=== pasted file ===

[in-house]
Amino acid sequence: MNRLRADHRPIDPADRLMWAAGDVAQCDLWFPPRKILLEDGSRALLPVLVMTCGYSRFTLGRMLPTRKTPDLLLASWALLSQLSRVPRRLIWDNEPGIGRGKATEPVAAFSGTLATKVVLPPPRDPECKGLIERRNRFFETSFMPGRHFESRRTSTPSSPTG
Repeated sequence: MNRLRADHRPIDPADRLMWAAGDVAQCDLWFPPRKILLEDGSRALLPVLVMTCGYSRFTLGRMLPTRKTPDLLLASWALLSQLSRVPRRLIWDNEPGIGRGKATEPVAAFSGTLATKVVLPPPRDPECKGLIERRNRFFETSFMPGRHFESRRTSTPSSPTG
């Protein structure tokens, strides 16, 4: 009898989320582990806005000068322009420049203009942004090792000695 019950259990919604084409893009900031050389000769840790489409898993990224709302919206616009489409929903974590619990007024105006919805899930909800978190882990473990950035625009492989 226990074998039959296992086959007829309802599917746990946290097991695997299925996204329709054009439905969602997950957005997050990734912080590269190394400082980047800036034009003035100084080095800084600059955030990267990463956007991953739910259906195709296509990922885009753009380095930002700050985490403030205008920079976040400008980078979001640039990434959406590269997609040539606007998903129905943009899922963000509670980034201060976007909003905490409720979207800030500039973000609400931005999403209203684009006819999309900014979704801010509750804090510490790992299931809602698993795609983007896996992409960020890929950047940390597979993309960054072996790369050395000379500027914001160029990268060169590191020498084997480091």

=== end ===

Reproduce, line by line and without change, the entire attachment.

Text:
[in-house]
Amino acid sequence: MNRLRADHRPIDPADRLMWAAGDVAQCDLWFPPRKILLEDGSRALLPVLVMTCGYSRFTLGRMLPTRKTPDLLLASWALLSQLSRVPRRLIWDNEPGIGRGKATEPVAAFSGTLATKVVLPPPRDPECKGLIERRNRFFETSFMPGRHFESRRTSTPSSPTG
Repeated sequence: MNRLRADHRPIDPADRLMWAAGDVAQCDLWFPPRKILLEDGSRALLPVLVMTCGYSRFTLGRMLPTRKTPDLLLASWALLSQLSRVPRRLIWDNEPGIGRGKATEPVAAFSGTLATKVVLPPPRDPECKGLIERRNRFFETSFMPGRHFESRRTSTPSSPTG
């Protein structure tokens, strides 16, 4: 009898989320582990806005000068322009420049203009942004090792000695 019950259990919604084409893009900031050389000769840790489409898993990224709302919206616009489409929903974590619990007024105006919805899930909800978190882990473990950035625009492989 226990074998039959296992086959007829309802599917746990946290097991695997299925996204329709054009439905969602997950957005997050990734912080590269190394400082980047800036034009003035100084080095800084600059955030990267990463956007991953739910259906195709296509990922885009753009380095930002700050985490403030205008920079976040400008980078979001640039990434959406590269997609040539606007998903129905943009899922963000509670980034201060976007909003905490409720979207800030500039973000609400931005999403209203684009006819999309900014979704801010509750804090510490790992299931809602698993795609983007896996992409960020890929950047940390597979993309960054072996790369050395000379500027914001160029990268060169590191020498084997480091």